Ezra & Nehemiahby Robert M. Solomon
Have you ever had trouble finding something that is missing? It may feel like you are looking for a needle in a haystack. It might have felt like that when Darius orders a search to be made for records related to Cyrus' earlier decree. But imagine the staff in the royal archives searching the records, and the Holy Spirit working invisibly among them, leading them to the right document!
A scroll is found in the city of Ecbatana (probably a summer royal residence) and is presented to King Darius, who issues a decree accordingly. The contents of his letter to the local officials are unbelievably advantageous to the Jews. Hence their joy that God has changed the attitude of the king (Ezra 6:22).
Darius' letter mentions the contents of the scroll that records Cyrus' decree allowing the temple in Jerusalem to be built as a place of worship and sacrifice (vv. 2-3). The gold and silver temple articles returned to the Jews were to be placed in the temple (v. 5), and the costs of the rebuilding were to be paid from the royal treasury. Darius' decree also states the dimensions of the temple-about 27 metres high and 27 metres wide, ″with three courses of large stones and one of timber″ (vv. 3-4). This represented the maximum size allowed and the strong foundations that could withstand earthquakes.4
Furthermore, Darius orders the temple construction to proceed without any interference (v. 7). The expenses are to be fully paid from provincial taxes (v. 8), and all that is needed for the sacrifices in the temple are to be provided daily (v. 9) so that the sacrifices and prayers for the king and his sons (reflecting personal interests) might continue. Anyone who interrupts the work is to be severely punished (vv. 11-12). God has surely intervened so that the work will not be interrupted. What initially seemed to be a setback is turning out to be something that speeds up and facilitates the work instead. In the words of English poet William Cowper, ″The clouds which ye so much dread, Are big with mercy.″5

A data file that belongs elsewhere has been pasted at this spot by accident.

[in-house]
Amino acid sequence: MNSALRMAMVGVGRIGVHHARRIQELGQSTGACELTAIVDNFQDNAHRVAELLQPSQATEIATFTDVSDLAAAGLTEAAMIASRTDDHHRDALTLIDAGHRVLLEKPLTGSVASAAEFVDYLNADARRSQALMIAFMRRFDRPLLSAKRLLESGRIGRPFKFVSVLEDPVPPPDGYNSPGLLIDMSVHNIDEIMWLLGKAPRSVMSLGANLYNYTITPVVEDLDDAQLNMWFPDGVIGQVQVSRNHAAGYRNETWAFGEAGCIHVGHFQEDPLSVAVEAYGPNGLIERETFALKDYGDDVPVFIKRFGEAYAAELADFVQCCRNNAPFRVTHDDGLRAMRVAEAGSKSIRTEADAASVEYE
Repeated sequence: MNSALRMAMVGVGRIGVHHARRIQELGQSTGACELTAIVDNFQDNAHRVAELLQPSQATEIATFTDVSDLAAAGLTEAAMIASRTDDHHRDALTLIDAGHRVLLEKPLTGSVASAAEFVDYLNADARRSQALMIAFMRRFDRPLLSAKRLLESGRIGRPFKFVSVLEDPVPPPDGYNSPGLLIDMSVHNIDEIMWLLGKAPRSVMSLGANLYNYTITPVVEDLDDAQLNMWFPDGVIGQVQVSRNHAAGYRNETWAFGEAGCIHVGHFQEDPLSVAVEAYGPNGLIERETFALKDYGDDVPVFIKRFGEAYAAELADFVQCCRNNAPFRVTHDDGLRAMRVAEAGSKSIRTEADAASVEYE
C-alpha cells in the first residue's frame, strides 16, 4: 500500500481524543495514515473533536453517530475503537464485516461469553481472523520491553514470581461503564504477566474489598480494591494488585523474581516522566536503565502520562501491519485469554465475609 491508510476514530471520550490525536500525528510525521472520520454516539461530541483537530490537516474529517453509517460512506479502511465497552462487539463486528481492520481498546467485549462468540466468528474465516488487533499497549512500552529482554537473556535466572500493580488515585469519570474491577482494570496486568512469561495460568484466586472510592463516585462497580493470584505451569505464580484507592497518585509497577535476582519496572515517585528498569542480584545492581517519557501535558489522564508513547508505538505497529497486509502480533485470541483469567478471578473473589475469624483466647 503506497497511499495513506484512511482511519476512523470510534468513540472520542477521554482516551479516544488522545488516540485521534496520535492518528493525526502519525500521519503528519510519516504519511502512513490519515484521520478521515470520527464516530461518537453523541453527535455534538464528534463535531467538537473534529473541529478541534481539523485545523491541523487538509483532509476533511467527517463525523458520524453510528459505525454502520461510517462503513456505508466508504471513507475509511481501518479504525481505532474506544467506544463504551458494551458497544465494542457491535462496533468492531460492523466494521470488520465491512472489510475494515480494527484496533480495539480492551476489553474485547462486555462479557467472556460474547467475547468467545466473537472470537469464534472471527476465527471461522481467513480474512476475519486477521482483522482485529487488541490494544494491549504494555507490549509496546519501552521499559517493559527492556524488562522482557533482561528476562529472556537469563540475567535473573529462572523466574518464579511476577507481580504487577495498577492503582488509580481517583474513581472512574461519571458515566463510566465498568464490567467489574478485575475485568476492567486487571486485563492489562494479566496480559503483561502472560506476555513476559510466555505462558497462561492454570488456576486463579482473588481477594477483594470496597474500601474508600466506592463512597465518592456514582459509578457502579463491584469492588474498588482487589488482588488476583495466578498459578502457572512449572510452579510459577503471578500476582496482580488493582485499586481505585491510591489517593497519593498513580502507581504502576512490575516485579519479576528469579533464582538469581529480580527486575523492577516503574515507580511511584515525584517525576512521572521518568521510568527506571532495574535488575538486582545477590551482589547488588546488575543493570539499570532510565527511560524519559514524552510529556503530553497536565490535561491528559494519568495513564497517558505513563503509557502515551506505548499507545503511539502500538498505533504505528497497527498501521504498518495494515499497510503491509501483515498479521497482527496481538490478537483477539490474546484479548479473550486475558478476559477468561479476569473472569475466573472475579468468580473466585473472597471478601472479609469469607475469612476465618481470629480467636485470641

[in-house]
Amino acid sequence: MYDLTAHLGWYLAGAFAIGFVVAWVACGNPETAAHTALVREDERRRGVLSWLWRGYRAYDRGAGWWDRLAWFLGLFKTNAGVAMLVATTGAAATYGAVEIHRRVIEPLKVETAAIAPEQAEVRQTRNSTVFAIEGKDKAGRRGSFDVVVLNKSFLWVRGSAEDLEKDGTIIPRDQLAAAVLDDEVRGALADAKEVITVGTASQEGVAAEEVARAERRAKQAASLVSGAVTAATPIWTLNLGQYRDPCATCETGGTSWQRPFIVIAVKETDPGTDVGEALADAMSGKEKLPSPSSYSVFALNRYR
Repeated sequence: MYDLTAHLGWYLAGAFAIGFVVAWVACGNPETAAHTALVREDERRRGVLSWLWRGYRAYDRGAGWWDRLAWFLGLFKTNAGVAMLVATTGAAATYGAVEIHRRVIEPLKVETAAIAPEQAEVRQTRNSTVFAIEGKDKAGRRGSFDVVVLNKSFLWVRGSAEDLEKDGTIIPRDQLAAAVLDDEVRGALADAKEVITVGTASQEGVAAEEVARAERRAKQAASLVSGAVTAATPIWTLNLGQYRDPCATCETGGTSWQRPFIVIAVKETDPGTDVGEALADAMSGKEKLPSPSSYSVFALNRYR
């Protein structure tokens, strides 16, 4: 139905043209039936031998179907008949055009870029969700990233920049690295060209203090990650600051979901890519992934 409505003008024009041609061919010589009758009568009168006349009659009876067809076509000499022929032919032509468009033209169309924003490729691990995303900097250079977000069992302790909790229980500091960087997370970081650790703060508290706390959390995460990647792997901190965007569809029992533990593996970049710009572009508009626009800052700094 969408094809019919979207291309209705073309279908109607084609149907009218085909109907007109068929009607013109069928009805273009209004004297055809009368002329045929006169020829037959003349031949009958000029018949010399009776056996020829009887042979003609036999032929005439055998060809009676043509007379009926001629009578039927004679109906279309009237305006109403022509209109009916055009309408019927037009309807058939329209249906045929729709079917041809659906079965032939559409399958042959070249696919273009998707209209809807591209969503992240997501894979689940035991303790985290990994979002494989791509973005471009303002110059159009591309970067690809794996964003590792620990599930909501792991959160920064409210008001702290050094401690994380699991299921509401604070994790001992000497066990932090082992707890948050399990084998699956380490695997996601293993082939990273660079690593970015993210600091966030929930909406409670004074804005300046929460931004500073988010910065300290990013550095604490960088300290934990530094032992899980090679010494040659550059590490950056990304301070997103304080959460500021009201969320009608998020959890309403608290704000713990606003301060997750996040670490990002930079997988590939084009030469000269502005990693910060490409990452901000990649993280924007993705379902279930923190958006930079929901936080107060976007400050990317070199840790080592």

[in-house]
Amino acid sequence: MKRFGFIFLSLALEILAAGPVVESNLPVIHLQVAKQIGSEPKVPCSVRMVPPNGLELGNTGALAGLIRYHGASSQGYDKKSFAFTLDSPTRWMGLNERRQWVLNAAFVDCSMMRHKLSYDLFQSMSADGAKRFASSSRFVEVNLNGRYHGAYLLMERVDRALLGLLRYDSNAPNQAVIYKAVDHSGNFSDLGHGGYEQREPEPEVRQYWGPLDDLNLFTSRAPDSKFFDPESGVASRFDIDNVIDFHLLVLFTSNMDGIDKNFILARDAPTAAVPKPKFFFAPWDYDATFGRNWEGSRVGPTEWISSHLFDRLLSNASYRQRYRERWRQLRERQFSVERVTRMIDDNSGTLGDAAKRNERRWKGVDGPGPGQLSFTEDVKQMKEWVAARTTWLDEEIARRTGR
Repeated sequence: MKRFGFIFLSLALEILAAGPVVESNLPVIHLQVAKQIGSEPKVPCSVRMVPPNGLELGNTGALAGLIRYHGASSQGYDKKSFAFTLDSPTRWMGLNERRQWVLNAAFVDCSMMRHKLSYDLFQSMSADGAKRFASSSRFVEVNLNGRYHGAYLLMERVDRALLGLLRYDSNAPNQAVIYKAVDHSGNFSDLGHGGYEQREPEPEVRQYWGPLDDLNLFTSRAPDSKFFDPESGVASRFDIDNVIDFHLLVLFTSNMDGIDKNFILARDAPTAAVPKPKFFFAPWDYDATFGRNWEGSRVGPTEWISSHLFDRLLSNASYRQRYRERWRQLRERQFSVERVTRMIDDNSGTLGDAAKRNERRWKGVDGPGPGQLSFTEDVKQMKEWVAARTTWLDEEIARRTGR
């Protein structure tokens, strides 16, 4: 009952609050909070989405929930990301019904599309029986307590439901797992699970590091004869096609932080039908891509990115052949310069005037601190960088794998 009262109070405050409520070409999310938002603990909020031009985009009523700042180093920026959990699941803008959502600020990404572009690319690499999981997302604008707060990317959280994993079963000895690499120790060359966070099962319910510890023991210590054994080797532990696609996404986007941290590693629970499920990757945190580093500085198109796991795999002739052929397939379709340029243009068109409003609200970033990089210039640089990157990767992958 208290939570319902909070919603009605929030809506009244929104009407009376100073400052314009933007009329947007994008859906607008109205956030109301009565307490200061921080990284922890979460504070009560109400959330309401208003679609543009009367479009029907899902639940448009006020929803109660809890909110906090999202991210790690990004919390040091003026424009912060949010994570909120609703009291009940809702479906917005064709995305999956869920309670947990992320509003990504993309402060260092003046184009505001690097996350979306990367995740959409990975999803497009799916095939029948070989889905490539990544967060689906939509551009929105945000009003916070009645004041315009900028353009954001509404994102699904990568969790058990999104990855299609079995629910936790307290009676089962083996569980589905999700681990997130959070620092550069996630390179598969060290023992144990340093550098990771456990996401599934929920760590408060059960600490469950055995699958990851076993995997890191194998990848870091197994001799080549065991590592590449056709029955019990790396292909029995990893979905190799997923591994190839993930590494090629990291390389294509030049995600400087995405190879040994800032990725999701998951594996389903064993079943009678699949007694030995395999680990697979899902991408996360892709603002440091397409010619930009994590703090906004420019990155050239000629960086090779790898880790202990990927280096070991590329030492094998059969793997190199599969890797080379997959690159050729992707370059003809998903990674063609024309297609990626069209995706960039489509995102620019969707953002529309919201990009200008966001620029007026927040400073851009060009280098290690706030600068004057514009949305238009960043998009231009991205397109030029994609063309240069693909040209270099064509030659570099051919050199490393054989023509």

When the early church in Jerusalem suffered persecution and its leaders Peter and John were forbidden to preach the name of Jesus, it looked like it was ″game over″. But God intervened and the Jewish religious leaders let Peter and John go because they could not decide how to punish them, and because people were praising God for their ministry. Subsequently, the apostles were beaten and Stephen was martyred. As a result of the persecution, the believers were scattered, but God had an unchangeable plan: the scattering became the very means of the rapid spread of the gospel beyond Jerusalem.
The battle may seemingly be lost at times, but with God, the spiritual war will always be won, whether in our personal lives or in the life of the church.
Picture the search being made of the royal archives for records of Cyrus' decree, and how God was working as the letters between Darius and the officials went back and forth. God's hand cannot be restricted by geography or bureaucracy. How does knowing this influence the way we trust God and pray to Him?
Read Romans 8:28. How much do you believe that God is at work in all things, putting everything together for the good of those who are called by Him and who love Him?